An oil on panel by Franz Sedlacek, one of Austria’s most prominent artists during the 1920s and 30s, will be offered in Toovey’s sale of Fine Art on the morning of Wednesday 17th June 2015.
Franz Sedlacek was born in Breslau in 1891 and moved with his family to Linz when he was six. He displayed a talent for art from an early age but went on to study architecture, then chemistry in Vienna. He continued to develop his drawing and painting skills, though, and in 1913 co-founded an artists’ association in Linz. His studies were interrupted by a period of service in the First World War, but he returned to complete them and started work at the Technical Museum of Vienna in 1921.
In the subsequent years, Sedlacek began to concentrate on oil painting and in 1927 joined the Vienna Secession, a group of painters, sculptors and architects who had broken away from the Association of Austrian Artists. Formed in 1897, the group’s first president was the notable symbolist painter Gustav Klimt. The Secessionists sought originality in the visual arts, unencumbered by the traditions of academia or influences from the past.
Sedlacek’s style does not fit easily into a category but it is most often classed as belonging to the post-expressionist movement of New Objectivity (Neue Sachlichkeit). A dreamlike and sometimes nightmarish quality prevails in his paintings; strange figures and creatures inhabit unsettling interiors and exteriors. His scenes often suggest a hidden narrative and his compositions always convey a sense of drama.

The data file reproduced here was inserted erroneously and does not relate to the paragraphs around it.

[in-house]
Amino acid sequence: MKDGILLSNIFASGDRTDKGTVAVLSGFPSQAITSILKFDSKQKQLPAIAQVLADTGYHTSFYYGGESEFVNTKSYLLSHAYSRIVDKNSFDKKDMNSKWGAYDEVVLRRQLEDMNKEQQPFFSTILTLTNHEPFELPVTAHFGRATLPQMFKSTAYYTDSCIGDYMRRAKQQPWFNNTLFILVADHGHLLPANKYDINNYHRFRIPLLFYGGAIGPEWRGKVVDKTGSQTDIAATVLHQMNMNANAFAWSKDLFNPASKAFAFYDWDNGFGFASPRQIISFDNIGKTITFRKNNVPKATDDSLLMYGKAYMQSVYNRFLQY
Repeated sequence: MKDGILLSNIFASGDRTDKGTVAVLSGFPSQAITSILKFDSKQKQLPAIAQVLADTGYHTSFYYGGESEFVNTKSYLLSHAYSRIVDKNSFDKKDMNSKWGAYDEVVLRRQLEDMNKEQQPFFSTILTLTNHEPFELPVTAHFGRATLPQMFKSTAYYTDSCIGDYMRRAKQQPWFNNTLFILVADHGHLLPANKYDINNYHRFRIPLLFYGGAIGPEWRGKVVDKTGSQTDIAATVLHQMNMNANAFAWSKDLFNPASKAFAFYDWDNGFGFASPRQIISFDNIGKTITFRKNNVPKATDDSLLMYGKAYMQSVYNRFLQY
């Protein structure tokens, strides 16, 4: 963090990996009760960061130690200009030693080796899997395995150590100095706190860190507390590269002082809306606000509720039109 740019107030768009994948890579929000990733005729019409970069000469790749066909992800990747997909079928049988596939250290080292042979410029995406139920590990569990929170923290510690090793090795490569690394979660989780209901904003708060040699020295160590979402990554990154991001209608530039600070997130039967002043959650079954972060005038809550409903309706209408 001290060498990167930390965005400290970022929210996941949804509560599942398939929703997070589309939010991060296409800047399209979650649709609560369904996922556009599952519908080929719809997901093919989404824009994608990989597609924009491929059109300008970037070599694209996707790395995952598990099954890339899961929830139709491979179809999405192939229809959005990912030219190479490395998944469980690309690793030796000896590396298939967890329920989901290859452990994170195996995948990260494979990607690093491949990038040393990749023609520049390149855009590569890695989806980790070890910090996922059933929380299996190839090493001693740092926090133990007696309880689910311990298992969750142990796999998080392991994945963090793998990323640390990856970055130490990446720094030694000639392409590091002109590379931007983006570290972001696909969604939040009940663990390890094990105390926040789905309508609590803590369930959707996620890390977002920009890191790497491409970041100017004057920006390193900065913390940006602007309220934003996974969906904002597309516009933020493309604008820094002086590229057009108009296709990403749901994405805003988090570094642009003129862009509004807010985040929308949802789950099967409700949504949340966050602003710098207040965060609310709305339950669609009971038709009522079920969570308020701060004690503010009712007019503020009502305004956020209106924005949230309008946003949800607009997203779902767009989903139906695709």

Sedlacek went on to garner considerable critical acclaim and numerous awards. In 1939, however, he was recalled for military service with the Wehrmacht in the Second World War. After serving in Norway and Russia, he was listed as missing in Poland in 1945.
The work to be offered at Toovey’s is one of a number of works in which Franz Sedlacek explored the theme of fantastical flowers and insects and is titled Blüten und Insekten Nr. 3 to a paper label on the reverse of the panel. The image area measures approximately 50.5cm high by 40cm wide and is signed with initials and dated 1935 at the bottom left corner. Sedlacek exhibited regularly with the Secessionists and the reverse also bears a label indicating that the painting was shown at the Vienna Secession’s autumn exhibition of the same year. The work will carry a pre-sale estimate of £50,000-80,000.